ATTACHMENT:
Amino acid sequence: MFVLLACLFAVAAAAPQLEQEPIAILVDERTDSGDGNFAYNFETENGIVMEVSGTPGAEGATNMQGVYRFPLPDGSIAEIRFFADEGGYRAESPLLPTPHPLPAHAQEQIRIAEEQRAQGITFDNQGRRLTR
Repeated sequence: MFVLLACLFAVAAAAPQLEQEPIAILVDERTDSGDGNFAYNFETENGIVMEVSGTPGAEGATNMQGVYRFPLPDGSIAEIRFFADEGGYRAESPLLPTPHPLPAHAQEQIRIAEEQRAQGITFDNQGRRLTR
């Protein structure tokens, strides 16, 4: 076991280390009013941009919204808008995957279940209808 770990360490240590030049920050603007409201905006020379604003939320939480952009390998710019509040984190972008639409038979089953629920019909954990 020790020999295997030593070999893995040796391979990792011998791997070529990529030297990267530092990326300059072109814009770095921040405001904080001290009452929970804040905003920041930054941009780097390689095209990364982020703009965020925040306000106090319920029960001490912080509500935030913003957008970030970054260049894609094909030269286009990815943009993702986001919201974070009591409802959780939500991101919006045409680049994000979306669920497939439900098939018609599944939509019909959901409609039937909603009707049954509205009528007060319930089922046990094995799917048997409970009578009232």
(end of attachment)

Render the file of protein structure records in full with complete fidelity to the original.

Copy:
Amino acid sequence: MFVLLACLFAVAAAAPQLEQEPIAILVDERTDSGDGNFAYNFETENGIVMEVSGTPGAEGATNMQGVYRFPLPDGSIAEIRFFADEGGYRAESPLLPTPHPLPAHAQEQIRIAEEQRAQGITFDNQGRRLTR
Repeated sequence: MFVLLACLFAVAAAAPQLEQEPIAILVDERTDSGDGNFAYNFETENGIVMEVSGTPGAEGATNMQGVYRFPLPDGSIAEIRFFADEGGYRAESPLLPTPHPLPAHAQEQIRIAEEQRAQGITFDNQGRRLTR
């Protein structure tokens, strides 16, 4: 076991280390009013941009919204808008995957279940209808 770990360490240590030049920050603007409201905006020379604003939320939480952009390998710019509040984190972008639409038979089953629920019909954990 020790020999295997030593070999893995040796391979990792011998791997070529990529030297990267530092990326300059072109814009770095921040405001904080001290009452929970804040905003920041930054941009780097390689095209990364982020703009965020925040306000106090319920029960001490912080509500935030913003957008970030970054260049894609094909030269286009990815943009993702986001919201974070009591409802959780939500991101919006045409680049994000979306669920497939439900098939018609599944939509019909959901409609039937909603009707049954509205009528007060319930089922046990094995799917048997409970009578009232």